What Determines the Foreign Direct Investment in R&D in Developed vs. Developing Host Countries: A Country-Panel Analysis
Lee, Dong Joon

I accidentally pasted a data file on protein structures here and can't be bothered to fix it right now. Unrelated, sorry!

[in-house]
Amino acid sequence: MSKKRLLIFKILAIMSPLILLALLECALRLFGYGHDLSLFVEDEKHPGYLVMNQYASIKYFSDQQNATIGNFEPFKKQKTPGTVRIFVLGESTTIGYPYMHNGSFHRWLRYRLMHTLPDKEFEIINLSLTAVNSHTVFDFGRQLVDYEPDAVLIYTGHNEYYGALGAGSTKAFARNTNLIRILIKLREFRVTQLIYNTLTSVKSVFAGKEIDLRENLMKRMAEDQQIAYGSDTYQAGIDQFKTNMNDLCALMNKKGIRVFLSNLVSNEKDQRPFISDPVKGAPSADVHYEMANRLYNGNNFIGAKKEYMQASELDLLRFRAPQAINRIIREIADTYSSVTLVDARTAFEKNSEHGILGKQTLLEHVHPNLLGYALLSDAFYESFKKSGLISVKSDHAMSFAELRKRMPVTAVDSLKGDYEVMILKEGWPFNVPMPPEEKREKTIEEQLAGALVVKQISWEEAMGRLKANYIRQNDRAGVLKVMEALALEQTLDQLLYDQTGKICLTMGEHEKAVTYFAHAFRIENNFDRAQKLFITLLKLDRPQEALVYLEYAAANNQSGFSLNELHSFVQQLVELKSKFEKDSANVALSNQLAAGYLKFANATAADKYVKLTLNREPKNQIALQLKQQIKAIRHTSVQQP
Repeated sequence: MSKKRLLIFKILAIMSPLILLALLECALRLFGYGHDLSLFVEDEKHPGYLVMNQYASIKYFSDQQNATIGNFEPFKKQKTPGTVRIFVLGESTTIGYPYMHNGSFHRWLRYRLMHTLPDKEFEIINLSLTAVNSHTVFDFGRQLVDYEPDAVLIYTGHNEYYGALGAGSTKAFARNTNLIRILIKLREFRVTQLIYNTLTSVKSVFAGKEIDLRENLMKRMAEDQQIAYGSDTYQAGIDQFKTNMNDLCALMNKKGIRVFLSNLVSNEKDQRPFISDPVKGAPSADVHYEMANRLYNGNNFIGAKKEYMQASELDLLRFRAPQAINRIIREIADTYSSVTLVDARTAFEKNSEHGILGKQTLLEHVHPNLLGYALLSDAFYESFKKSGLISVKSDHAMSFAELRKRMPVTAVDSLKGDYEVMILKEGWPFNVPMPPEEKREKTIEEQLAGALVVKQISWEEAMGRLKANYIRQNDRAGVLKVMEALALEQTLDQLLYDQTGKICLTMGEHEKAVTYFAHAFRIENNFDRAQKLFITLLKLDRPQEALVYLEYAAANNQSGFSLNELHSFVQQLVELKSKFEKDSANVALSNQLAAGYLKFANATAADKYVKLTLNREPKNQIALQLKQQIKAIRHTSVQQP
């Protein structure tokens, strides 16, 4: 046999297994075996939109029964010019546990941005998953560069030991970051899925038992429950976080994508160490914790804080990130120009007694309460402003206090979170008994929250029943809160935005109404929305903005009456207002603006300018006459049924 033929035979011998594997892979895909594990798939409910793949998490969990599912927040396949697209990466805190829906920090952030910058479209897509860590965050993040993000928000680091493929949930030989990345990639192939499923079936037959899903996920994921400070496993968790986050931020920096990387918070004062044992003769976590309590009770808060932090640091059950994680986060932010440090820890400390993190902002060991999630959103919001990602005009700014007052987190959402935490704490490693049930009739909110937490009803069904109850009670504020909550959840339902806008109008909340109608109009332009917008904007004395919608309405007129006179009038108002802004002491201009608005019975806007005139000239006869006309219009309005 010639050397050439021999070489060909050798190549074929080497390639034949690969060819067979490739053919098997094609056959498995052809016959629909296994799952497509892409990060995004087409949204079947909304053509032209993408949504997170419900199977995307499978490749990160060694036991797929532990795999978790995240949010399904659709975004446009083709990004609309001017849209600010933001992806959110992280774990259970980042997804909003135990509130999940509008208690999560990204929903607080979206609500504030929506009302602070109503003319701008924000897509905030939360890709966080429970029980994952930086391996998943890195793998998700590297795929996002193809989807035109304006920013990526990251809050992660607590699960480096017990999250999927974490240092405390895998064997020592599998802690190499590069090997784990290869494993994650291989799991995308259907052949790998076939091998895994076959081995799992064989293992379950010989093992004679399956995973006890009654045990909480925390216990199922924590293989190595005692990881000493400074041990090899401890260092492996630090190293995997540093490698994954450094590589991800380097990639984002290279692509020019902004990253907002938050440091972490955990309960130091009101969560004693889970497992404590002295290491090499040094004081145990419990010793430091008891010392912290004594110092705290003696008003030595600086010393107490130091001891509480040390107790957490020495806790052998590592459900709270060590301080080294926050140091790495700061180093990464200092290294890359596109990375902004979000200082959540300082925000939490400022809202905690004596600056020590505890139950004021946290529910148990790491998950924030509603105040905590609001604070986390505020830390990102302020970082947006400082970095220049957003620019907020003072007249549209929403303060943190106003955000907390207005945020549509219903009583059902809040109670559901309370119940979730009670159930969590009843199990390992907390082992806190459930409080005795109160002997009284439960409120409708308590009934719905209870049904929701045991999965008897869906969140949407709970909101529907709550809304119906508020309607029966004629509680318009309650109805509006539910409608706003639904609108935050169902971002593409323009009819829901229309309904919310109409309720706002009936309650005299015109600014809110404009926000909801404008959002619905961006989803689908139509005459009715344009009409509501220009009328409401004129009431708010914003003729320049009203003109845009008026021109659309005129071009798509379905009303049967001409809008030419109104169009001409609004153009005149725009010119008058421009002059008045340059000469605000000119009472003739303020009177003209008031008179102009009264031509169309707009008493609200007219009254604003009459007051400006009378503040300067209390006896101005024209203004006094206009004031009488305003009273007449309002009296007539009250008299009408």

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In this paper, we analyze the determinants of the increasing foreign direct investments on research and development (R&D) as multinationals expand their business functions abroad. We use panel data analysis based on the country-specific variables suggested by the literature. The panel data taken from developed and developing countries are analyzed separately to examine the significant differences in levels of economic development and identify representative variables between the groups. Three different specifications widely used for panel analysis were employed: pooled OLS, fixed effect model, and random effect model. The result reveals that the host countries' systematic R&D activity, the level of existing foreign direct investment, and the concentration of workforce in R&D have positive impacts on the flow of foreign direct investment on R&D. More interesting results also show that while local private R&D is positively related to the degree of foreign R&D in the host developed countries, private R&D in the host developing countries is negatively related to foreign R&D, and public R&D is positively related to foreign R&D. This implies that in developing countries, foreign firms investing in R&D are concerned about the effects of competitive leakage with local companies. This also implies that it is effective for the government in developing countries to support local public R&D because this will induce foreign investment in R&D.